Strong Showing of P.O.W @ A.T.A.

Review by Stephanie Schwartz

P.O.W. is Irving A. Greenfield’s telling of the long-term effects of  a Vietnam war experience. Director Laurie Rae Waugh continues to have a deft hand guiding her actors through Greenfield’s complex script.

Ken Coughlin plays Sidney Pollack with credibility and sincerity causing increasing sympathy for his character. While under attack in Vietnam, Pollack, the platoon leader executes a shocking action which still haunts him, even though he continues to believe it “was the right thing to do.” Pollack, now a professor of English wrote a short story about the incident which involved euthanasia. When he reads his story to his class, his Machiavellian and self-righteous department chair enlists the aid of her lover, a NYCPD detective. She wants Pollack to be arrested for murder, which will aid her academic ambitions.  Victoria Christie plays the Meagan, self-serving Amanda Howell. Ms. Christie’s portrayal is sharp, pointed and effectively hateful. Robert Gordon is the likable lover, Anthony J. Gallo, who reluctantly complies with Amanda’s request in the hope of achieving his own goal.  Mr. Greenfield shows how politics in academia is no different nor less vicious than politics in other arenas.

During the Court Martial in Act II, Pollack reads a letter he wrote to his dying sister Rose, to whom he sent a copy of his story. He tried to explain his actions, thus taking the topic of euthanasia off the military battlefield into civilian life. This idea could have been expressed more succinctly and clearly.

Pollack’s wife Laurie played sympathetically by Amy Losi was kind, loving and supportive.  She was tortured by the negative and destructive relationship with their son Murray, played with appropriate, controlled nastiness by Harrison Benjamin. This character and the conversations about him was an unnecessary distraction and did not advance the main story.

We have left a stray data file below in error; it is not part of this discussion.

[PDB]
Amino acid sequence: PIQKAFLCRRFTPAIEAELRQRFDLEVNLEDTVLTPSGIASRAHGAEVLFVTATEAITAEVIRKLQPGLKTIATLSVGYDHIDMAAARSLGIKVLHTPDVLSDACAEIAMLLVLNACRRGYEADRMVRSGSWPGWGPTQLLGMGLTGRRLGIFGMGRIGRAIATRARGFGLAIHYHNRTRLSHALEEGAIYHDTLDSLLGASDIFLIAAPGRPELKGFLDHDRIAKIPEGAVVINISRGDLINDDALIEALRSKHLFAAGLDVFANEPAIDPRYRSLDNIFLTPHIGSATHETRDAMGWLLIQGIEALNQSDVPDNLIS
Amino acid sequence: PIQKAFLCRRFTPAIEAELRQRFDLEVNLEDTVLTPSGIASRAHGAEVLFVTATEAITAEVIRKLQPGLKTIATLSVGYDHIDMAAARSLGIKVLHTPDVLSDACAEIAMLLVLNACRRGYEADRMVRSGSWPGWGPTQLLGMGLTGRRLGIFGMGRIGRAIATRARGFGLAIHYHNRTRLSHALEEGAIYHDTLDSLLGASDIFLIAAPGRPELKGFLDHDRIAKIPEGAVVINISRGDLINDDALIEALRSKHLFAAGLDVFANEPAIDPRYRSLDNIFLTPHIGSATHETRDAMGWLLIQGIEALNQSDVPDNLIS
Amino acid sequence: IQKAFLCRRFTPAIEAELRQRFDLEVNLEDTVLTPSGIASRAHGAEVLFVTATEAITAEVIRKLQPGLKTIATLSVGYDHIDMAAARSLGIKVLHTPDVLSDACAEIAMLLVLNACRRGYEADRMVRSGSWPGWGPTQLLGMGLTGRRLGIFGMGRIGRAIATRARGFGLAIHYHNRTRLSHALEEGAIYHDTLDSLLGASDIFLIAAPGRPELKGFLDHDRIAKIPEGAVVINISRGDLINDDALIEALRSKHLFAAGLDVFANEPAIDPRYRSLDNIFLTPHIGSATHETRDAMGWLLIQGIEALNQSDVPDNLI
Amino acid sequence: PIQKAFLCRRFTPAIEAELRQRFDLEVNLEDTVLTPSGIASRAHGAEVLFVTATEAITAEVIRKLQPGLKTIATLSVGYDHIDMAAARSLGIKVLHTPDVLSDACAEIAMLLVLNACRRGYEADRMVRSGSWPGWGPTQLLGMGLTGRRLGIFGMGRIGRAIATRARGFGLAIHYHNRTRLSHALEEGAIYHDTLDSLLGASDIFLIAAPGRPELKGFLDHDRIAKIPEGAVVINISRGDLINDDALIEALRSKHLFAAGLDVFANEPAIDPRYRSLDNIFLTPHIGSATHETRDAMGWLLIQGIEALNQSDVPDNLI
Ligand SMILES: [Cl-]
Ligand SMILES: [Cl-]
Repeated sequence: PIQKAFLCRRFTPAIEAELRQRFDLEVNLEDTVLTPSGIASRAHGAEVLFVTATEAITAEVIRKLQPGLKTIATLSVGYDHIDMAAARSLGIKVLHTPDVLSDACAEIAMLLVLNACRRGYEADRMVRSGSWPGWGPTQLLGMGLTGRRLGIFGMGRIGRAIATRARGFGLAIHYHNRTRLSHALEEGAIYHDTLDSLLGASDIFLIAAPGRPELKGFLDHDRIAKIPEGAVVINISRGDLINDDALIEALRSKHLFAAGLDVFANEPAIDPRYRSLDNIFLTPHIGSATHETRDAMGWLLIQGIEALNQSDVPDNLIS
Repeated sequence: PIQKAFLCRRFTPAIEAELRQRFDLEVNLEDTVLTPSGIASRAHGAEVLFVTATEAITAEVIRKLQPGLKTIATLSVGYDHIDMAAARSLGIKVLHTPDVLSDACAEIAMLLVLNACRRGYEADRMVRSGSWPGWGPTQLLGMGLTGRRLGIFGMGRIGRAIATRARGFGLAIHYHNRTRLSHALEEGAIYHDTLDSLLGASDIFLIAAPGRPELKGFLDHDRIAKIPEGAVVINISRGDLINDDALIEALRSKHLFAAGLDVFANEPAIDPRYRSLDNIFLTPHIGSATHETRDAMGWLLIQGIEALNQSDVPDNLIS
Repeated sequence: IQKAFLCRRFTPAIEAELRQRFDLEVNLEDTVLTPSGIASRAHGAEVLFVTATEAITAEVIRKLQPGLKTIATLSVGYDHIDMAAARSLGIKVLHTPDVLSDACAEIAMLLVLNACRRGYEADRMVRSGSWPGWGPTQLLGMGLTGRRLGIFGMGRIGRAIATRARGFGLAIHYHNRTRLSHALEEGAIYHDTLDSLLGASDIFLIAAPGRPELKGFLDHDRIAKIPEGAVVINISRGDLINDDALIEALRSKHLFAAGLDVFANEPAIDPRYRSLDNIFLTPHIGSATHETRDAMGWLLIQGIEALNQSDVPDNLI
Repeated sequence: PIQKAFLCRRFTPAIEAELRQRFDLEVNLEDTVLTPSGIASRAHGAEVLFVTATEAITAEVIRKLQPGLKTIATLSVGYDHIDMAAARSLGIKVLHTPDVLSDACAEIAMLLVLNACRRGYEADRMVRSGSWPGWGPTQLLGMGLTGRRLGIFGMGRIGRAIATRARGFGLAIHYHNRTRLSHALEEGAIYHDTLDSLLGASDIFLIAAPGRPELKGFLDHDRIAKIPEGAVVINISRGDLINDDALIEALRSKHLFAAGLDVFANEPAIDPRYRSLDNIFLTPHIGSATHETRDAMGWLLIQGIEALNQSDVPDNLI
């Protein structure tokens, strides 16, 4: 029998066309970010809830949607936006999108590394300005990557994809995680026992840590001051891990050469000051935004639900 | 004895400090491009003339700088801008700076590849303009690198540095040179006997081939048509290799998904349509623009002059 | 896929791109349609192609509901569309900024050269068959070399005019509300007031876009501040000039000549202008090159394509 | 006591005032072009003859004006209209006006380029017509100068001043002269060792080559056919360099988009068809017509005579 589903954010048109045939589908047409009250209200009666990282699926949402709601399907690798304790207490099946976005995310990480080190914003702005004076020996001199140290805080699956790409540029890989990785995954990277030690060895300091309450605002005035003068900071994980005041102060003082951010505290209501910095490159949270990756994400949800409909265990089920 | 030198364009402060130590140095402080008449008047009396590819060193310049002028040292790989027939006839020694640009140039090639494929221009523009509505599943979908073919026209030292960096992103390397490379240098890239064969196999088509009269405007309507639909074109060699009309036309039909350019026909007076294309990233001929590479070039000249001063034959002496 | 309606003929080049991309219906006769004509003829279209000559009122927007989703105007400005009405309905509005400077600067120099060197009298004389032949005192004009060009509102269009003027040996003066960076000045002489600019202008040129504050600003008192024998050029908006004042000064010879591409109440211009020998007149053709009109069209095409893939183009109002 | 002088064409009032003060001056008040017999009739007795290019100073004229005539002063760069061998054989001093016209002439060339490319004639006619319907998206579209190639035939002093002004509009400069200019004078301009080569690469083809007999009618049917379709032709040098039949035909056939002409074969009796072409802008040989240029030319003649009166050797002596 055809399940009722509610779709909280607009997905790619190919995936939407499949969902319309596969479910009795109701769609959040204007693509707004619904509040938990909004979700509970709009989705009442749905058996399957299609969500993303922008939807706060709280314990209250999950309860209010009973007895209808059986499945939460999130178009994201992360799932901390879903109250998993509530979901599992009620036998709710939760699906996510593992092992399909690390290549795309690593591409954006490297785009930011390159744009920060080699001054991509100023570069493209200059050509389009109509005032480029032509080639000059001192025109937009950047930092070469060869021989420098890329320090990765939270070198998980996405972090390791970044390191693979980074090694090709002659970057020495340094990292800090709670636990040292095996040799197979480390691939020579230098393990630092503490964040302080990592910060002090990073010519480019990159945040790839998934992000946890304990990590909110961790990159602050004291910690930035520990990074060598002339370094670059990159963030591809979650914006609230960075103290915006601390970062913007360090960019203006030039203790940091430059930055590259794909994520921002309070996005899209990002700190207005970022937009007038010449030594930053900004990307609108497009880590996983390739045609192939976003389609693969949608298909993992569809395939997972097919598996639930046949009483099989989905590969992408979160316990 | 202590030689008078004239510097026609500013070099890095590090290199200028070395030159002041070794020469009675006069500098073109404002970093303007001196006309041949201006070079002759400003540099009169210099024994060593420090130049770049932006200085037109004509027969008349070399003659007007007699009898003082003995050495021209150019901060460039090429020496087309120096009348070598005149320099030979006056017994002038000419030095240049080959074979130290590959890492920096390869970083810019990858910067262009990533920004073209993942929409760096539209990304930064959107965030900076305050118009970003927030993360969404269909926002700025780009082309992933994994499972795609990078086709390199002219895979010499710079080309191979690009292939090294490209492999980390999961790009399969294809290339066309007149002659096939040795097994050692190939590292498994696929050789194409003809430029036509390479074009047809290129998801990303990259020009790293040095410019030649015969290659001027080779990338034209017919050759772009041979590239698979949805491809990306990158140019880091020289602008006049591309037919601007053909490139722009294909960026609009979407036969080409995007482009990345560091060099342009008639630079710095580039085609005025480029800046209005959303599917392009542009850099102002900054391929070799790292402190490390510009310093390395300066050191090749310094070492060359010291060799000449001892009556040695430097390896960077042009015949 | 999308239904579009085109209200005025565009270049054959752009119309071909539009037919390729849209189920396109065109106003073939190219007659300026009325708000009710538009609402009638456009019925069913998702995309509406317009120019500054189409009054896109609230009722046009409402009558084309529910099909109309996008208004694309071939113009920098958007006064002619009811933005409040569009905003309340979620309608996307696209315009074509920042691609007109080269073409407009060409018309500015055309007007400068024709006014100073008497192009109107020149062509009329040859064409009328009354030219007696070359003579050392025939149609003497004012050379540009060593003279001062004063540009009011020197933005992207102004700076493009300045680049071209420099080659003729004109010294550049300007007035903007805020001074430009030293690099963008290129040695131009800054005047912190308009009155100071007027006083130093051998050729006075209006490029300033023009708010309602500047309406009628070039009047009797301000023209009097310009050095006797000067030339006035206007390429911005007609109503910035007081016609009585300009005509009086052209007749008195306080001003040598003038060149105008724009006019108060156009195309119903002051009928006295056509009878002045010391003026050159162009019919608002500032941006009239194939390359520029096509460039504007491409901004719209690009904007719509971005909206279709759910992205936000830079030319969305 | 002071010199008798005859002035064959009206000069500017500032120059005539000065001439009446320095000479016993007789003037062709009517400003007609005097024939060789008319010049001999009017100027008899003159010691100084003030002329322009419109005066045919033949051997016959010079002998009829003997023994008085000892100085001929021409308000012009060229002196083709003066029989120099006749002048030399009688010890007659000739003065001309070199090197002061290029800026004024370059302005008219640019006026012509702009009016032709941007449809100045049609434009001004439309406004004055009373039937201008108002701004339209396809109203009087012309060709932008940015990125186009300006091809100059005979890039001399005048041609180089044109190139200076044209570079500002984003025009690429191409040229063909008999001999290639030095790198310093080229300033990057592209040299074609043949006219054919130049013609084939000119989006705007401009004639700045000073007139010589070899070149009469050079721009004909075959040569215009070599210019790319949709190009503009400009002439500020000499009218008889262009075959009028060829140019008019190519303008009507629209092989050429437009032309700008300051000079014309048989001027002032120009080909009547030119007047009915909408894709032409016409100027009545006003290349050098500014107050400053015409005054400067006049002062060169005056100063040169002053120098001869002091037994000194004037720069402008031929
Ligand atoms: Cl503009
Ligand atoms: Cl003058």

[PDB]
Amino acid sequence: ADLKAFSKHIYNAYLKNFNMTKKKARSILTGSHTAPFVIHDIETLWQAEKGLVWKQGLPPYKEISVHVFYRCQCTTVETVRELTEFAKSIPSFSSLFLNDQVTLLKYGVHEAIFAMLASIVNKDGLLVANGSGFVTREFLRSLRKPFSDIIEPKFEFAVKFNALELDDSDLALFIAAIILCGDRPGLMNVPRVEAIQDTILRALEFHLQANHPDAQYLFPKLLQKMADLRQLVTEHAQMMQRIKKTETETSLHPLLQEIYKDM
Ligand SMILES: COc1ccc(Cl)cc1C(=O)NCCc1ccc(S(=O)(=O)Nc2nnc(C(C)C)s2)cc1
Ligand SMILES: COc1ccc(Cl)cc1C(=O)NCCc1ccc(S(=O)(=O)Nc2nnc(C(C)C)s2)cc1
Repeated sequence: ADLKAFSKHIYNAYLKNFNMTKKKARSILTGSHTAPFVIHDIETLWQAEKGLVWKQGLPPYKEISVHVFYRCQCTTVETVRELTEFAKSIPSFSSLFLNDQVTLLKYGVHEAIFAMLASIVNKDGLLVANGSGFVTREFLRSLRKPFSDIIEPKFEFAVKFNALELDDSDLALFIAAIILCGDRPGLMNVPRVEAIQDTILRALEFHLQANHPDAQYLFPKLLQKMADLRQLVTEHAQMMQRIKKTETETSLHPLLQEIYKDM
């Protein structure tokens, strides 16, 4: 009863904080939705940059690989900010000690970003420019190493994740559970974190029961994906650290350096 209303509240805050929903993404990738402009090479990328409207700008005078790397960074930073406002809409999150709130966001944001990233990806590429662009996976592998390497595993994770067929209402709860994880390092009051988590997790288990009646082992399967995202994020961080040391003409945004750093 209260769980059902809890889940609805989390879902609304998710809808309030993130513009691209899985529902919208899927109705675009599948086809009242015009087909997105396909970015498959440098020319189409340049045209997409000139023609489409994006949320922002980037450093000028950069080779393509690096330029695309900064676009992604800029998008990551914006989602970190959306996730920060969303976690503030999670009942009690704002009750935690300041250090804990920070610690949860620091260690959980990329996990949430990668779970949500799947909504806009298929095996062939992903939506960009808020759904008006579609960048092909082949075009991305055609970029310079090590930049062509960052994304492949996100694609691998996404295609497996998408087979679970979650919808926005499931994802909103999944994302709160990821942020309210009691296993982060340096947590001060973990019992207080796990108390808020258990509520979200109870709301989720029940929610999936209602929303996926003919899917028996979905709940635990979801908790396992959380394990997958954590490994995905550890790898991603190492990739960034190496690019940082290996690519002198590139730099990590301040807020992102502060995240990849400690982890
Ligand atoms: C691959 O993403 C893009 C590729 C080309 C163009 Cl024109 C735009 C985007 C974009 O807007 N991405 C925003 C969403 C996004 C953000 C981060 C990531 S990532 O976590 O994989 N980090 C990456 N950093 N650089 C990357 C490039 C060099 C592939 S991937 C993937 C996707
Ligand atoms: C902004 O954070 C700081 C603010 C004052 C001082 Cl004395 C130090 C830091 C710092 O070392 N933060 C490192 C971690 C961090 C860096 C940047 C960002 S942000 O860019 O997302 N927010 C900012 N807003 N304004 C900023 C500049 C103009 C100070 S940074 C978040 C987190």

Greenfield wrote good, clear supporting characters. The cast helpfully fleshed out the situations.  Alan Charney convincingly played a helpful military defense attorney while Mike Durrell gave a strong performance as the more powerful defense attorney. Nick Pascarella was a cold, routine prosecutor and Ted Montouri gave a valuable performance as a witness for the defense. A.J. Converse played a courtroom guard.

It was difficult to understand the opening dialogue because Pollack and his wife were seated opposite each other at a small table. Their voices were directed to each other and not toward the audience. This problem was corrected as they moved across the stage.  The lights came down at the end of each scene. The audience applauded. This broke the continuity and caused some uncertainty for the audience. Bringing the lights to half would have been more effective until the end of Act I.

The production was generally satisfying. The script needs to be tightened to be more successful.

 

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